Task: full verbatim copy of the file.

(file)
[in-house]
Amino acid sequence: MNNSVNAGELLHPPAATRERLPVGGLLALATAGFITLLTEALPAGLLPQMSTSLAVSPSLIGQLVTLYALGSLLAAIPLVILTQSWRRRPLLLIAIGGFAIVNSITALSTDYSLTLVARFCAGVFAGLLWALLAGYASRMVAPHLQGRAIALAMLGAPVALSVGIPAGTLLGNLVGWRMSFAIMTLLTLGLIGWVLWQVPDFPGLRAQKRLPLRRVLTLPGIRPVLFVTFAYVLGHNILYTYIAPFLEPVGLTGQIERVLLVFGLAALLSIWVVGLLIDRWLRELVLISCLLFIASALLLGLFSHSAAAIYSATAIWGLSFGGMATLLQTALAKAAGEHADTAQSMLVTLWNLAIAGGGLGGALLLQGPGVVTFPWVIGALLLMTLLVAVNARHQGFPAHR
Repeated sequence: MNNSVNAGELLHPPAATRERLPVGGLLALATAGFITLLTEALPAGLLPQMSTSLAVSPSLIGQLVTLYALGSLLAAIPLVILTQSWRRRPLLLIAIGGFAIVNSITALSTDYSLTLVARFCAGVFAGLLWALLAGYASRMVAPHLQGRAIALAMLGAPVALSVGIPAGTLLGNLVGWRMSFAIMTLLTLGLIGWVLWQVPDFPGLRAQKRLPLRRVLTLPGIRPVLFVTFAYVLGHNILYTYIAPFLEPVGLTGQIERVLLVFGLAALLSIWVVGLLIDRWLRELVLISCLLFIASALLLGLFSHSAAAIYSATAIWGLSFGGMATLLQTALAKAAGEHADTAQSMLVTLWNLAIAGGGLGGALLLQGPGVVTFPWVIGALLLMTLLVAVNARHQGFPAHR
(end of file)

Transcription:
[in-house]
Amino acid sequence: MNNSVNAGELLHPPAATRERLPVGGLLALATAGFITLLTEALPAGLLPQMSTSLAVSPSLIGQLVTLYALGSLLAAIPLVILTQSWRRRPLLLIAIGGFAIVNSITALSTDYSLTLVARFCAGVFAGLLWALLAGYASRMVAPHLQGRAIALAMLGAPVALSVGIPAGTLLGNLVGWRMSFAIMTLLTLGLIGWVLWQVPDFPGLRAQKRLPLRRVLTLPGIRPVLFVTFAYVLGHNILYTYIAPFLEPVGLTGQIERVLLVFGLAALLSIWVVGLLIDRWLRELVLISCLLFIASALLLGLFSHSAAAIYSATAIWGLSFGGMATLLQTALAKAAGEHADTAQSMLVTLWNLAIAGGGLGGALLLQGPGVVTFPWVIGALLLMTLLVAVNARHQGFPAHR
Repeated sequence: MNNSVNAGELLHPPAATRERLPVGGLLALATAGFITLLTEALPAGLLPQMSTSLAVSPSLIGQLVTLYALGSLLAAIPLVILTQSWRRRPLLLIAIGGFAIVNSITALSTDYSLTLVARFCAGVFAGLLWALLAGYASRMVAPHLQGRAIALAMLGAPVALSVGIPAGTLLGNLVGWRMSFAIMTLLTLGLIGWVLWQVPDFPGLRAQKRLPLRRVLTLPGIRPVLFVTFAYVLGHNILYTYIAPFLEPVGLTGQIERVLLVFGLAALLSIWVVGLLIDRWLRELVLISCLLFIASALLLGLFSHSAAAIYSATAIWGLSFGGMATLLQTALAKAAGEHADTAQSMLVTLWNLAIAGGGLGGALLLQGPGVVTFPWVIGALLLMTLLVAVNARHQGFPAHR